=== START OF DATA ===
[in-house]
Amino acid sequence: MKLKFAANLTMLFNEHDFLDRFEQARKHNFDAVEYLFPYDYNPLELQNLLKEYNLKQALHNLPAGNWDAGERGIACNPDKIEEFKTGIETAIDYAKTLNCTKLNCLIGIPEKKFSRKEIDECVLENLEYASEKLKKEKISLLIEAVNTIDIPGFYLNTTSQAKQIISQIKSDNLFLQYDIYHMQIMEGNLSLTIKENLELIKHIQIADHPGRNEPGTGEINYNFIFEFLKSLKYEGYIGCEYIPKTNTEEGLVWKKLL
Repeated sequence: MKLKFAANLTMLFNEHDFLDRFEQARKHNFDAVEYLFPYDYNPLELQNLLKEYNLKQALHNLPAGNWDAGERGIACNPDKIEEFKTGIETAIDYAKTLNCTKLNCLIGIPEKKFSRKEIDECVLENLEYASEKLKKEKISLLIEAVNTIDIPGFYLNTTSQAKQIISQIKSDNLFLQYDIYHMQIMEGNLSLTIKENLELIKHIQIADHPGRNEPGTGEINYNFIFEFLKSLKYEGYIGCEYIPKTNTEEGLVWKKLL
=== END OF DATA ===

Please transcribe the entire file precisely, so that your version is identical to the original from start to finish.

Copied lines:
[in-house]
Amino acid sequence: MKLKFAANLTMLFNEHDFLDRFEQARKHNFDAVEYLFPYDYNPLELQNLLKEYNLKQALHNLPAGNWDAGERGIACNPDKIEEFKTGIETAIDYAKTLNCTKLNCLIGIPEKKFSRKEIDECVLENLEYASEKLKKEKISLLIEAVNTIDIPGFYLNTTSQAKQIISQIKSDNLFLQYDIYHMQIMEGNLSLTIKENLELIKHIQIADHPGRNEPGTGEINYNFIFEFLKSLKYEGYIGCEYIPKTNTEEGLVWKKLL
Repeated sequence: MKLKFAANLTMLFNEHDFLDRFEQARKHNFDAVEYLFPYDYNPLELQNLLKEYNLKQALHNLPAGNWDAGERGIACNPDKIEEFKTGIETAIDYAKTLNCTKLNCLIGIPEKKFSRKEIDECVLENLEYASEKLKKEKISLLIEAVNTIDIPGFYLNTTSQAKQIISQIKSDNLFLQYDIYHMQIMEGNLSLTIKENLELIKHIQIADHPGRNEPGTGEINYNFIFEFLKSLKYEGYIGCEYIPKTNTEEGLVWKKLL